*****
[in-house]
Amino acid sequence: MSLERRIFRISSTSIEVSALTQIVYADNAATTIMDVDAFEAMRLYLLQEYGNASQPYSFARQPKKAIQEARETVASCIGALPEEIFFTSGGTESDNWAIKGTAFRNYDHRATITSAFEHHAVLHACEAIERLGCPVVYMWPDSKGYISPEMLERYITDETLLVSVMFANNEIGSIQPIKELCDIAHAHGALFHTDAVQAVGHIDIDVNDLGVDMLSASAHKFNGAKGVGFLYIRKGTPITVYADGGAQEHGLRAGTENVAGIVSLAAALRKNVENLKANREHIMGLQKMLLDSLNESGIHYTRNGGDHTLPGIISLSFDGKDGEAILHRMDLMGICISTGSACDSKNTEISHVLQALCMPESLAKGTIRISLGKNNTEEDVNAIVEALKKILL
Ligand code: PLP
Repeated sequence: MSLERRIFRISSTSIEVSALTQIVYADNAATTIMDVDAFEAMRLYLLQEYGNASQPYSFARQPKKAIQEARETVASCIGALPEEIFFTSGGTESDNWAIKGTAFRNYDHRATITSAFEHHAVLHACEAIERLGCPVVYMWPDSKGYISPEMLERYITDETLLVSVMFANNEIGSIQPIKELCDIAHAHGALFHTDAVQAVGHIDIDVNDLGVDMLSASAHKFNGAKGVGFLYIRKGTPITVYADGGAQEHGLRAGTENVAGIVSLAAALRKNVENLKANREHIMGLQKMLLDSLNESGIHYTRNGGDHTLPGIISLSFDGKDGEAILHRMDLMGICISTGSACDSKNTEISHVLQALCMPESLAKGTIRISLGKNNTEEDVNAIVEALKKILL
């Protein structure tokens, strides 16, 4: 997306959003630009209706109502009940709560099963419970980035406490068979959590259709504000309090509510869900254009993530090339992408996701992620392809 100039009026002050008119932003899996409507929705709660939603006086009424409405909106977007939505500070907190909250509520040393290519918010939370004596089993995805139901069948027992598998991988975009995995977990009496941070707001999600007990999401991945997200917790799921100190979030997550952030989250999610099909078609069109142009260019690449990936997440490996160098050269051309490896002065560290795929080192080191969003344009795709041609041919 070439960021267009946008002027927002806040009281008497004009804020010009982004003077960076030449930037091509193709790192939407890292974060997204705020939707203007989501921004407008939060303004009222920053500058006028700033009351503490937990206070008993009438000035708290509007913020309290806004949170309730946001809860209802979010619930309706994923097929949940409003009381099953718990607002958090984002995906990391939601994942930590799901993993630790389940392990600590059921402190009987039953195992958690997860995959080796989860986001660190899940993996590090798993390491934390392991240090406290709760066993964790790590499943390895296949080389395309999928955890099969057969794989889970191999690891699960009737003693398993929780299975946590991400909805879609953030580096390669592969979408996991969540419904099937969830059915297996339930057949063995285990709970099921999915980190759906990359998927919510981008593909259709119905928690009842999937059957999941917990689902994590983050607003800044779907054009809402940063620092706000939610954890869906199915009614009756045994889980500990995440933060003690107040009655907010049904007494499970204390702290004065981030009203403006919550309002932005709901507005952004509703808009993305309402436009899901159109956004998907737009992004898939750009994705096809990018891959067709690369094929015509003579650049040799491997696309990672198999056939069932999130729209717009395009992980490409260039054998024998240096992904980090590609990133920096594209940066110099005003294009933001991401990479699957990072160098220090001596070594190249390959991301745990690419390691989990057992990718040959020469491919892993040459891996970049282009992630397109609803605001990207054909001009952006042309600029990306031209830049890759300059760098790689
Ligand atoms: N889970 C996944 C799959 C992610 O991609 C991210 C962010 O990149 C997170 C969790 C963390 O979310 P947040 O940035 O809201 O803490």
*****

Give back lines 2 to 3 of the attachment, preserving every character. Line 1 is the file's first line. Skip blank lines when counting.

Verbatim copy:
Amino acid sequence: MSLERRIFRISSTSIEVSALTQIVYADNAATTIMDVDAFEAMRLYLLQEYGNASQPYSFARQPKKAIQEARETVASCIGALPEEIFFTSGGTESDNWAIKGTAFRNYDHRATITSAFEHHAVLHACEAIERLGCPVVYMWPDSKGYISPEMLERYITDETLLVSVMFANNEIGSIQPIKELCDIAHAHGALFHTDAVQAVGHIDIDVNDLGVDMLSASAHKFNGAKGVGFLYIRKGTPITVYADGGAQEHGLRAGTENVAGIVSLAAALRKNVENLKANREHIMGLQKMLLDSLNESGIHYTRNGGDHTLPGIISLSFDGKDGEAILHRMDLMGICISTGSACDSKNTEISHVLQALCMPESLAKGTIRISLGKNNTEEDVNAIVEALKKILL
Ligand code: PLP